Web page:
3. Regarding the 35mm frame lines: mind that m-rokkor 40 for which the framelines were intended is actually around 37mm Fl, so the difference between actual FOV and what’s shown by frame lines might be actually smaller than you expect (especially considering rather modest magnification which will make this difference even smaller). In any case, I agree that VM35 (and 40!) are too big/heavy for CLE for which ideal lens around this FL is imho the M-rokkor 40 it shipped with 🙂

      1. hm, then maybe the frame lines are not that accurate… At least on my M4P summicron/rokkor give actual image which is closer to what fits 35mm lines than 35mm summaron does.

  4. The CLE with 40mm was the absolut dream Combi in the analog past. along with the 90 and 28mm lens. i had it for many years.
    I would not hesitate to spend alot € for digi CLE.
    The fuji Xe4 with the 27mm is a fine compromiss.

    1. Q/CLE sized camera with EVF instead of Rangefinder is the “digital CL” people would want instead of that APS-C “CL” Leica came up with.

  5. Very interesting, thanks! I bought a CL a few months ago and fell in love with film 🎞️ after many years of digital photography. I considered the CLE as well, but found no metering in manual mode to be kind of a dealbreaker. I love the manual metering workflow on the CL (spot metering, analog needle, shutter speeds shown inside the VF) and find the vertical shutter speed dial to be quite convenient. I wish it could focus down to 0.7 m though.

  6. “This is a rangefinder camera without a rangefinder.”

    WTF? This is writing without a writer. Please try harder.

    (Actually I won’t complain too much because I always like to see someone new discover the CLE, a camera I used to own and remember fondly. I gave it up mostly for its lack of metered manual exposure, which wouldn’t be as big an issue today with all the nice shoe-mount meters available…)

      1. ok, I just checked it out, and I’m with the poster above…it clearly does not have a rangefinder, which is really the only requirement for something to be a rangefinder, so why describe it as such?

        Nobody’s on a high horse here – “rangefinder camera without a rangefinder” is a just very confusing way to describe it. I know what the camera is, but I don’t understand what that description means or how it applies to this camera.

  7. Bessa L is a L39 mount body though. Not sure if it’s very comparable to Zeiss Ikon SW. Meanwhile, there’s Bessa T which has M mount and a built-in rangefinder but no viewfinder. T costs more than L but is still one of the most affordable M mount bodies.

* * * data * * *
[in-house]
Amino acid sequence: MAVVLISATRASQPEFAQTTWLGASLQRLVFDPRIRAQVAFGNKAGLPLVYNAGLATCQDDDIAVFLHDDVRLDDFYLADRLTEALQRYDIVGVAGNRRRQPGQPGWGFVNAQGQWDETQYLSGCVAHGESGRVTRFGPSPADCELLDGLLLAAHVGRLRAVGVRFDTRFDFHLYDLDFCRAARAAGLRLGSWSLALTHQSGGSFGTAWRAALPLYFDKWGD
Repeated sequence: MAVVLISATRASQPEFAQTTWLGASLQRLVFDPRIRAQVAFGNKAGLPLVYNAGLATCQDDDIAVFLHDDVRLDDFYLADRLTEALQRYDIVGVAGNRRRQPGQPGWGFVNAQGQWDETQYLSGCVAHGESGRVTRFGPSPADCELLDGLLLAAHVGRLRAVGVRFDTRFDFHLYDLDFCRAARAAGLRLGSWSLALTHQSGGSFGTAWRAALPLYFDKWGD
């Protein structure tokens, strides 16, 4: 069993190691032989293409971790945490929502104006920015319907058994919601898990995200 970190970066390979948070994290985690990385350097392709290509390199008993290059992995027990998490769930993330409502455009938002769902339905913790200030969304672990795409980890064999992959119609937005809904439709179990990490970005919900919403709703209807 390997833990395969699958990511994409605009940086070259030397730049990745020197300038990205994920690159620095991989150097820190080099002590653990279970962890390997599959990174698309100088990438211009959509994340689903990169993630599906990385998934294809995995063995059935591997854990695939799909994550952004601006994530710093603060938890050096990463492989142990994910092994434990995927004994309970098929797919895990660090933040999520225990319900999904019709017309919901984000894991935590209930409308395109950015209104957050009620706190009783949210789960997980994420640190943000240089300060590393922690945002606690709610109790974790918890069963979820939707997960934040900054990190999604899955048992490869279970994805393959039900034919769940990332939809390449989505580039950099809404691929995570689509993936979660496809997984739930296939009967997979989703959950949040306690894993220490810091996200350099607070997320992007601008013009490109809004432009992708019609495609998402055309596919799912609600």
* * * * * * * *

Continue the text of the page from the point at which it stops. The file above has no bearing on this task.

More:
1. I’d like to add a note about the build quality of Bessa-T. It has a plastic body. While it doesn’t feel as solid as a metal body, I don’t have any concerns on the quality. I think it’s well made.

    2. Trivia nitpicking: it’s also a little unfair to call Bessa L “a cheap and ugly copy of the Zeiss Ikon SW”. The Bessa L was introduced in 1999 and Zeiss Ikon SW was in 2005. The Bessa L would need a crystal ball to copy the Zeiss Ikon SW 🙂

  8. Excellent choice! I’ve been using a CLE for the last 5 or so years. It’s no Leica but I’m more than happy with it. With the 40mm m-rokkor I hardly notice it’s I’m my bag.

  9. I had a CL and hated it… couldn’t sell it fast enough. But I kept the Leica 90mm lens and am glad I did.
    I have the Zeiss Ikon SW and love it. It’s minimalism at it’s most extreme. And it’s not for wide angle only… any lens that has an optical viewfinder works. ( Got a 90mm viewfinder? ) I only shoot b&w, mostly street photos, and a favorite lens to use on this camera is my Russar 20mm. I also like any MS optics lens on it and the Voigtlander 40mm single coated lens ( I bought mine in Japan about a dozen years ago ) is great for b&w.
    Metering is simple & fantastic, shots are always spot on ( no pun intended ), and the second shoe for a light meter ( I have the Voigtlander ) is a big plus.

  10. I’ve got a Konica Hexar RF that I use with the 7Artisans 28mm. I love the easy to see 28mm framelines, and you can even easily adjust the rangefinder on the Hexar through a plastic cover on the top. No disassembly needed.

    As far as reliability, a bit anecdotal, but it’s been the most reliable camera I’ve had. I’ve had some mechanical cameras jam and get stuck occasionally, but the motorized shutter and film advance on the Hexar never has given me any trouble, even when I’ve used it in snow and ice.

      1. Fingers crossed!

        I got to wonder how well the CLE can handle long exposures. The Hexar treats me well for astrophotography with the 28mm f/1.4, but the max exposure is 8 seconds when shooting in auto mode.

        I’ve got a feeling the CLE can make some incredible long exposure shots.